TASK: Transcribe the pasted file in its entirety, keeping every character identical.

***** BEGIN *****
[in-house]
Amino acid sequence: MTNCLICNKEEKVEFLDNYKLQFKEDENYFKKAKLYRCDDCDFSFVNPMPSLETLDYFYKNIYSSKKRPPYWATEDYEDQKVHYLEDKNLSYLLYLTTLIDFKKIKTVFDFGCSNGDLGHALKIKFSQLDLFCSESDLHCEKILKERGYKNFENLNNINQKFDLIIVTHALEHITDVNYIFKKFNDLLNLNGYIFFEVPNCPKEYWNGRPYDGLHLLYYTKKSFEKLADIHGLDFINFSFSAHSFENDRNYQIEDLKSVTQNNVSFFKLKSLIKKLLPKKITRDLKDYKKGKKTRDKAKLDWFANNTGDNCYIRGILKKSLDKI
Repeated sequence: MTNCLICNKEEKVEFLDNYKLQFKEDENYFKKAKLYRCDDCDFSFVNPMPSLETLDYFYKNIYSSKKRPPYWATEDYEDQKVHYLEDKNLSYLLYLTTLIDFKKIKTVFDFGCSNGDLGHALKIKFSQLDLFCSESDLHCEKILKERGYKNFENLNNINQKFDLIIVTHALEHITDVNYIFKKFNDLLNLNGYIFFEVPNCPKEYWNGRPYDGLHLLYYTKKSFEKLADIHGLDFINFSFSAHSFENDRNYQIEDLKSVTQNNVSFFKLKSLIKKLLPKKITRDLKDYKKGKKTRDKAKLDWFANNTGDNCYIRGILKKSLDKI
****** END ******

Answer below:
[in-house]
Amino acid sequence: MTNCLICNKEEKVEFLDNYKLQFKEDENYFKKAKLYRCDDCDFSFVNPMPSLETLDYFYKNIYSSKKRPPYWATEDYEDQKVHYLEDKNLSYLLYLTTLIDFKKIKTVFDFGCSNGDLGHALKIKFSQLDLFCSESDLHCEKILKERGYKNFENLNNINQKFDLIIVTHALEHITDVNYIFKKFNDLLNLNGYIFFEVPNCPKEYWNGRPYDGLHLLYYTKKSFEKLADIHGLDFINFSFSAHSFENDRNYQIEDLKSVTQNNVSFFKLKSLIKKLLPKKITRDLKDYKKGKKTRDKAKLDWFANNTGDNCYIRGILKKSLDKI
Repeated sequence: MTNCLICNKEEKVEFLDNYKLQFKEDENYFKKAKLYRCDDCDFSFVNPMPSLETLDYFYKNIYSSKKRPPYWATEDYEDQKVHYLEDKNLSYLLYLTTLIDFKKIKTVFDFGCSNGDLGHALKIKFSQLDLFCSESDLHCEKILKERGYKNFENLNNINQKFDLIIVTHALEHITDVNYIFKKFNDLLNLNGYIFFEVPNCPKEYWNGRPYDGLHLLYYTKKSFEKLADIHGLDFINFSFSAHSFENDRNYQIEDLKSVTQNNVSFFKLKSLIKKLLPKKITRDLKDYKKGKKTRDKAKLDWFANNTGDNCYIRGILKKSLDKI